The director Lanzmann, who made the 1985 Holocaust film Shoah, described “Salafists” as “ genuine masterpiece, illuminating daily life under Sharia law in a way that no book or ‘expert’ of Islam, ever has.”

Film critic Jean-Michel Frodon wrote on the French version of the Slate website that the film “gives a voice to the ‘enemy’. But giving him a voice, is to know him better.”

Review: To Be Young, Gay and Muslim in Bed-Stuy

The endearing title characters of Jay Dockendorf’s film “Naz & Maalik” are 18-year-old best friends who recently became lovers, living in Bedford-Stuyvesant, a Brooklyn neighborhood in the throes of gentrification. Naz (Kerwin Johnson Jr.) and Maalik (Curtiss Cook Jr.) are closeted and Muslim, and especially for Naz, the Islamic taboo against homosexuality weighs heavily.

Both live with observant Muslim families for whom any sex outside of marriage is forbidden. Naz’s disapproving sister, Cala (Ashleigh Awusie), discovers their secret and teasingly threatens to expose them.

Turkish teen stabs Jewish teacher in Marseille, ‘regrets nothing’

A Turkish teenager who allegedly attacked a Jewish teacher with a machete Monday in Marseille has told prosecutors that he acted in the name of the Islamic State armed group.

The 15-year-old ethnic Kurd assailant stabbed the victim from behind in the shoulder, prosecutor Brice Robin told a press conference.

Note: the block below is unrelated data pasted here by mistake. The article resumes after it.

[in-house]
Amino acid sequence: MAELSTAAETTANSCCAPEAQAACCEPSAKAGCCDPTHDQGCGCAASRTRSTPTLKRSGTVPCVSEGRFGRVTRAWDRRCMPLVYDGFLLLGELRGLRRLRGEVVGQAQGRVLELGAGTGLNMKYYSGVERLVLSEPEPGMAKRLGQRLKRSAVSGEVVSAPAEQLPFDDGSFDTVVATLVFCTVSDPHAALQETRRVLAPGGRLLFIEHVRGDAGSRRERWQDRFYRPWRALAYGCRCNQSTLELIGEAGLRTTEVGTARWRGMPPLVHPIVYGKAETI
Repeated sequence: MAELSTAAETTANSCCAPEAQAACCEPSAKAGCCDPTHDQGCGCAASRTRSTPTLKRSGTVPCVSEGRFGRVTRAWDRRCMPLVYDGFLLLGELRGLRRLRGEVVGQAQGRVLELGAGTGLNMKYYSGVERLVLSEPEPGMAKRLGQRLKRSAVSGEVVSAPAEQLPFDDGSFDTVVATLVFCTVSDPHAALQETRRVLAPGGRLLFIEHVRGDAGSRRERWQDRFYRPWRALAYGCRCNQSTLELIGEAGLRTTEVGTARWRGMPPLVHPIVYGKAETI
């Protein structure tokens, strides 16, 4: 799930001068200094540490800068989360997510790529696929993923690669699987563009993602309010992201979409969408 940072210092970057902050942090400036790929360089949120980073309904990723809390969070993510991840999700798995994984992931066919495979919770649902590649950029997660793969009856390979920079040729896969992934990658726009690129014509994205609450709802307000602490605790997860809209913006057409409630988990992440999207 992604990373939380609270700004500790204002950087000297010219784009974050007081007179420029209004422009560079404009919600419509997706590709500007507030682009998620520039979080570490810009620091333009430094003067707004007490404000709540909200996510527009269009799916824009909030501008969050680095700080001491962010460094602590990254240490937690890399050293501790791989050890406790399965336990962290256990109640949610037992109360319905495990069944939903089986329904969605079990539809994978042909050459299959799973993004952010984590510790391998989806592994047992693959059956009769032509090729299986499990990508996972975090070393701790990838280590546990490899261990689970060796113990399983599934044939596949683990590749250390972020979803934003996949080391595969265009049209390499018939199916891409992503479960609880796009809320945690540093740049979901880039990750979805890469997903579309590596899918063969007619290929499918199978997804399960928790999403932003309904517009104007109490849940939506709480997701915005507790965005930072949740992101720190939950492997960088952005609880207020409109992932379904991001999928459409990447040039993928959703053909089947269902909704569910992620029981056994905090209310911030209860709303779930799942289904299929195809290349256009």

The suspect “has the profile of someone who was radicalized on the Internet,” Robin said. “You get the sense that he does not have a full grasp of the fundamentals of Islam,” he added. The teenager was never tracked by intelligence services and was a “good student” whose family was unaware of his radicalization, he said.

Authorities said the stabbing was clearly anti-Semitic based on statements from the suspect.

He faces charges of attempted murder on grounds of religion and defense of terrorism.

The 35-year-old teacher, who was on his way to work at the Franco-Hebraic Institute when he was attacked, was left with an injured shoulder and hand.

France this weekend marked a year since terror attacks, which left 17 people dead, including four people gunned down in a Jewish supermarket.

After his arrest the teen confirmed he was the perpetrator and claimed to act “in Allah’s name,” and for Daech. Since then, he has continued to claim responsibility. According to prosecutors he stated he had no regrets, even saying he was “ashamed to not have killed him.”

“I regret nothing, I’m proud of myself,” he declared.

French film shows chilling climate for Muslims in post-Hebdo France

Yesterday, the New York Times published an article that was deeply alarming from the headline to the last line: “After Paris Attacks, a Darker Mood Toward Islam Emerges in France.” It describes how the relationship between France and “its Muslim community” is now “tipping toward outright distrust, even hostility” in the aftermath of last Friday’s violence. It highlights the fear experienced by French Muslims as they endure government vows of radical domestic crackdowns, a growing far-right anti-Muslim party, and waves of violently bigoted sentiments spreading on social media.